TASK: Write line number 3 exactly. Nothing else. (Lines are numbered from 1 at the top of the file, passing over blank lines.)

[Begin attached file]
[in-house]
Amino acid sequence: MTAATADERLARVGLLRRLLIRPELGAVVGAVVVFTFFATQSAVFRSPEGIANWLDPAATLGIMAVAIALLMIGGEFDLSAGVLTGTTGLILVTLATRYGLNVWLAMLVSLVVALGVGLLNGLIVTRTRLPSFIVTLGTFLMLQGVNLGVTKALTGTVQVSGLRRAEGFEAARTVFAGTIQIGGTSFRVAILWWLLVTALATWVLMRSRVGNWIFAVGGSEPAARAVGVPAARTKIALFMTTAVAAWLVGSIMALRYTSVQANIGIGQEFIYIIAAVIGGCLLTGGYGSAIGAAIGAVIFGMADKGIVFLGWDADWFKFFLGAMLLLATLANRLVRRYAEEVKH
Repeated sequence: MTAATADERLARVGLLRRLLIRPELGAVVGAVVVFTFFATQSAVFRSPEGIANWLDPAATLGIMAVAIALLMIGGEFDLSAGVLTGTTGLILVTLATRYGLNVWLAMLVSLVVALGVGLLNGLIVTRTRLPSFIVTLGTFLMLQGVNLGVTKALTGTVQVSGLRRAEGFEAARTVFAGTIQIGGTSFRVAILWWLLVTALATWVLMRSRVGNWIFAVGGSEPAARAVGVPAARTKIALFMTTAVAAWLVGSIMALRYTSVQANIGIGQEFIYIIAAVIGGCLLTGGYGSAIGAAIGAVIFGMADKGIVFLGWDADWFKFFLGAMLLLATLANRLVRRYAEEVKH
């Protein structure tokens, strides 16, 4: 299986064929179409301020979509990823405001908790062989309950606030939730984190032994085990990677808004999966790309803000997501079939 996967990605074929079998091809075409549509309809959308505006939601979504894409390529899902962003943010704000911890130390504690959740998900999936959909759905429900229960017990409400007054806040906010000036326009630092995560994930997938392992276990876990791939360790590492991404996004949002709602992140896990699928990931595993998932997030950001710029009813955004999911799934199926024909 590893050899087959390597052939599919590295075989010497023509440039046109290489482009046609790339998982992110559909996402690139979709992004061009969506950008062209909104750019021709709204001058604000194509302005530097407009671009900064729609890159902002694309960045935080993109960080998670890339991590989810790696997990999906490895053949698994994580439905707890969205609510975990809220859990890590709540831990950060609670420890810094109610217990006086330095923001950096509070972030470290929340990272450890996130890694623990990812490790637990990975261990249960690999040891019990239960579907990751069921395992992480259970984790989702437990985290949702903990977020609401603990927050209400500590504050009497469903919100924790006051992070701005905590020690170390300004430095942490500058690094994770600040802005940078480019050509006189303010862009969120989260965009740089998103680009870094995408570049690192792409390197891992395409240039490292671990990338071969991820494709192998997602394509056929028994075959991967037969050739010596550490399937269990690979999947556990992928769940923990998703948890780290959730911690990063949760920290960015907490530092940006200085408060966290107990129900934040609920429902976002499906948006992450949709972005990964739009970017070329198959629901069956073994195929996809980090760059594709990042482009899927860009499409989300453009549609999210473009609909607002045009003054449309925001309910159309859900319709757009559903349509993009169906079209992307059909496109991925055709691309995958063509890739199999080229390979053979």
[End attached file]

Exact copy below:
Repeated sequence: MTAATADERLARVGLLRRLLIRPELGAVVGAVVVFTFFATQSAVFRSPEGIANWLDPAATLGIMAVAIALLMIGGEFDLSAGVLTGTTGLILVTLATRYGLNVWLAMLVSLVVALGVGLLNGLIVTRTRLPSFIVTLGTFLMLQGVNLGVTKALTGTVQVSGLRRAEGFEAARTVFAGTIQIGGTSFRVAILWWLLVTALATWVLMRSRVGNWIFAVGGSEPAARAVGVPAARTKIALFMTTAVAAWLVGSIMALRYTSVQANIGIGQEFIYIIAAVIGGCLLTGGYGSAIGAAIGAVIFGMADKGIVFLGWDADWFKFFLGAMLLLATLANRLVRRYAEEVKH